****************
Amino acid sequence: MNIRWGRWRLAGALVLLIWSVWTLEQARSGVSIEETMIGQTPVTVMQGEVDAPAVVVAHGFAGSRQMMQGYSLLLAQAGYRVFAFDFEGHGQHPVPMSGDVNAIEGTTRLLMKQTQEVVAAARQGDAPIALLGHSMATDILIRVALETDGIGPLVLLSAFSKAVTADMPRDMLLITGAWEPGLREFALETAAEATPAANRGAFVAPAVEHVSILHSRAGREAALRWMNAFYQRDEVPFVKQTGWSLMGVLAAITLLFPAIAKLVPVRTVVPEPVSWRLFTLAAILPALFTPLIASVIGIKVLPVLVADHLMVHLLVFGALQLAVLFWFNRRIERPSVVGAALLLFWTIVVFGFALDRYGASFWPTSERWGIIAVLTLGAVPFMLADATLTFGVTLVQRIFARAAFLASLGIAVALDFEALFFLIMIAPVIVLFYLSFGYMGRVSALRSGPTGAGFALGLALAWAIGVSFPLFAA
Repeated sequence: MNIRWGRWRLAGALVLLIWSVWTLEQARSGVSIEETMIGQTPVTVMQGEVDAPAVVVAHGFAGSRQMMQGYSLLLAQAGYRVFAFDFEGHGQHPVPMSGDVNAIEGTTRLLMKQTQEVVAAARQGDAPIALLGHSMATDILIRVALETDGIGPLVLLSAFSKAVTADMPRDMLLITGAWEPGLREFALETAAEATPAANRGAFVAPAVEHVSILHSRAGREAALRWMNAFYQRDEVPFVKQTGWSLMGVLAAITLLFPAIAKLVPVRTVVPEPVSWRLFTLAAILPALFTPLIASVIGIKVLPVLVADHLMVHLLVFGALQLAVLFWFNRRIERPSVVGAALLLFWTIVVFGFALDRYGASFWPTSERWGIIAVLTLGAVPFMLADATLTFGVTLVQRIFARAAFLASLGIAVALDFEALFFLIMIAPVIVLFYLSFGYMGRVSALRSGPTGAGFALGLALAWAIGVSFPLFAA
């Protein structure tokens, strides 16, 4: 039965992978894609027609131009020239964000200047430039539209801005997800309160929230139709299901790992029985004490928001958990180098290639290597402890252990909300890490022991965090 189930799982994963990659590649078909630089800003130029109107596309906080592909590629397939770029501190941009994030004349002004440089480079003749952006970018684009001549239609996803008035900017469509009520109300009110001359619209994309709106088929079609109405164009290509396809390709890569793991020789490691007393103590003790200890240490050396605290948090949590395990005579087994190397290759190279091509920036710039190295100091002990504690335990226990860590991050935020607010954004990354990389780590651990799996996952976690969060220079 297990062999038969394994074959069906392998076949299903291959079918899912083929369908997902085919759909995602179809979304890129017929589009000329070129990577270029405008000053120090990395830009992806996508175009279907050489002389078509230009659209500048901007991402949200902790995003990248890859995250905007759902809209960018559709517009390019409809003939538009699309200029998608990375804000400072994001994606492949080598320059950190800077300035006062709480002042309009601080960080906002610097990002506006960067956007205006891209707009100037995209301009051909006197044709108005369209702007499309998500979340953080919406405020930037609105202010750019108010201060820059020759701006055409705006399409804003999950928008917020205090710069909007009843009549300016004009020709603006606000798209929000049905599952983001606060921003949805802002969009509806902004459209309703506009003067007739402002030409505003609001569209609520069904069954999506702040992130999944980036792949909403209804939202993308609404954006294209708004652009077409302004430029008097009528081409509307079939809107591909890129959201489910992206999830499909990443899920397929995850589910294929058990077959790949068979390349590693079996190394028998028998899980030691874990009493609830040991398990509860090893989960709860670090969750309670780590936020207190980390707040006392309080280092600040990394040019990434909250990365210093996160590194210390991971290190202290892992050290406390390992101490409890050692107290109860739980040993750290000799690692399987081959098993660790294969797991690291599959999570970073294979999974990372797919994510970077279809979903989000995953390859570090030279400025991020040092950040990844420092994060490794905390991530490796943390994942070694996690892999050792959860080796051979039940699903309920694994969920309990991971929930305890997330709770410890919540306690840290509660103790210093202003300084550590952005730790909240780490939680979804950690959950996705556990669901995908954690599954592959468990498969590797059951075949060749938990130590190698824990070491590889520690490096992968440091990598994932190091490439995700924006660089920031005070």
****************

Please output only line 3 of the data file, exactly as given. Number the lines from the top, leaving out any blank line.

């Protein structure tokens, strides 16, 4: 039965992978894609027609131009020239964000200047430039539209801005997800309160929230139709299901790992029985004490928001958990180098290639290597402890252990909300890490022991965090 189930799982994963990659590649078909630089800003130029109107596309906080592909590629397939770029501190941009994030004349002004440089480079003749952006970018684009001549239609996803008035900017469509009520109300009110001359619209994309709106088929079609109405164009290509396809390709890569793991020789490691007393103590003790200890240490050396605290948090949590395990005579087994190397290759190279091509920036710039190295100091002990504690335990226990860590991050935020607010954004990354990389780590651990799996996952976690969060220079 297990062999038969394994074959069906392998076949299903291959079918899912083929369908997902085919759909995602179809979304890129017929589009000329070129990577270029405008000053120090990395830009992806996508175009279907050489002389078509230009659209500048901007991402949200902790995003990248890859995250905007759902809209960018559709517009390019409809003939538009699309200029998608990375804000400072994001994606492949080598320059950190800077300035006062709480002042309009601080960080906002610097990002506006960067956007205006891209707009100037995209301009051909006197044709108005369209702007499309998500979340953080919406405020930037609105202010750019108010201060820059020759701006055409705006399409804003999950928008917020205090710069909007009843009549300016004009020709603006606000798209929000049905599952983001606060921003949805802002969009509806902004459209309703506009003067007739402002030409505003609001569209609520069904069954999506702040992130999944980036792949909403209804939202993308609404954006294209708004652009077409302004430029008097009528081409509307079939809107591909890129959201489910992206999830499909990443899920397929995850589910294929058990077959790949068979390349590693079996190394028998028998899980030691874990009493609830040991398990509860090893989960709860670090969750309670780590936020207190980390707040006392309080280092600040990394040019990434909250990365210093996160590194210390991971290190202290892992050290406390390992101490409890050692107290109860739980040993750290000799690692399987081959098993660790294969797991690291599959999570970073294979999974990372797919994510970077279809979903989000995953390859570090030279400025991020040092950040990844420092994060490794905390991530490796943390994942070694996690892999050792959860080796051979039940699903309920694994969920309990991971929930305890997330709770410890919540306690840290509660103790210093202003300084550590952005730790909240780490939680979804950690959950996705556990669901995908954690599954592959468990498969590797059951075949060749938990130590190698824990070491590889520690490096992968440091990598994932190091490439995700924006660089920031005070």